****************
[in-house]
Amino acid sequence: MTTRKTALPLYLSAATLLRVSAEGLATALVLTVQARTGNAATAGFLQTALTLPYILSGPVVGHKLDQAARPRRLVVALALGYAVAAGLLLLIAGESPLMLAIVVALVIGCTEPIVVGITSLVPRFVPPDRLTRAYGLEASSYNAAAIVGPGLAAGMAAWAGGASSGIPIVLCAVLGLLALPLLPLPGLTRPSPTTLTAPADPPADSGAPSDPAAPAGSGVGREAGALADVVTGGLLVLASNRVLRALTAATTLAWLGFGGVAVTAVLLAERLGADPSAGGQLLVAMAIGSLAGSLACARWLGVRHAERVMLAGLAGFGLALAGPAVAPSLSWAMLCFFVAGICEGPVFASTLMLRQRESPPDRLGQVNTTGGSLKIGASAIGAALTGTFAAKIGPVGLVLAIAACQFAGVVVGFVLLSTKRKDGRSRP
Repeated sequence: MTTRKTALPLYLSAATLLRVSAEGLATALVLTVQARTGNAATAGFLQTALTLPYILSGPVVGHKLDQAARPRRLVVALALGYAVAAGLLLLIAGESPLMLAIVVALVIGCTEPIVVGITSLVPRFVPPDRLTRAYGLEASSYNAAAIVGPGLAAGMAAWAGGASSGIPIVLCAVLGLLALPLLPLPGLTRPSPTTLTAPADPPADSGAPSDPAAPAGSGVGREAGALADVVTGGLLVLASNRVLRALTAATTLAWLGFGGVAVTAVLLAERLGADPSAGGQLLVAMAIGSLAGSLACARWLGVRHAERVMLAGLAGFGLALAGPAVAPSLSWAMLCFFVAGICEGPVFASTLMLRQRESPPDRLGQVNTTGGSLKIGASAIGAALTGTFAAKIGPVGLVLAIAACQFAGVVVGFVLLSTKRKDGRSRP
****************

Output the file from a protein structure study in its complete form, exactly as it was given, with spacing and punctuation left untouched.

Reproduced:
[in-house]
Amino acid sequence: MTTRKTALPLYLSAATLLRVSAEGLATALVLTVQARTGNAATAGFLQTALTLPYILSGPVVGHKLDQAARPRRLVVALALGYAVAAGLLLLIAGESPLMLAIVVALVIGCTEPIVVGITSLVPRFVPPDRLTRAYGLEASSYNAAAIVGPGLAAGMAAWAGGASSGIPIVLCAVLGLLALPLLPLPGLTRPSPTTLTAPADPPADSGAPSDPAAPAGSGVGREAGALADVVTGGLLVLASNRVLRALTAATTLAWLGFGGVAVTAVLLAERLGADPSAGGQLLVAMAIGSLAGSLACARWLGVRHAERVMLAGLAGFGLALAGPAVAPSLSWAMLCFFVAGICEGPVFASTLMLRQRESPPDRLGQVNTTGGSLKIGASAIGAALTGTFAAKIGPVGLVLAIAACQFAGVVVGFVLLSTKRKDGRSRP
Repeated sequence: MTTRKTALPLYLSAATLLRVSAEGLATALVLTVQARTGNAATAGFLQTALTLPYILSGPVVGHKLDQAARPRRLVVALALGYAVAAGLLLLIAGESPLMLAIVVALVIGCTEPIVVGITSLVPRFVPPDRLTRAYGLEASSYNAAAIVGPGLAAGMAAWAGGASSGIPIVLCAVLGLLALPLLPLPGLTRPSPTTLTAPADPPADSGAPSDPAAPAGSGVGREAGALADVVTGGLLVLASNRVLRALTAATTLAWLGFGGVAVTAVLLAERLGADPSAGGQLLVAMAIGSLAGSLACARWLGVRHAERVMLAGLAGFGLALAGPAVAPSLSWAMLCFFVAGICEGPVFASTLMLRQRESPPDRLGQVNTTGGSLKIGASAIGAALTGTFAAKIGPVGLVLAIAACQFAGVVVGFVLLSTKRKDGRSRP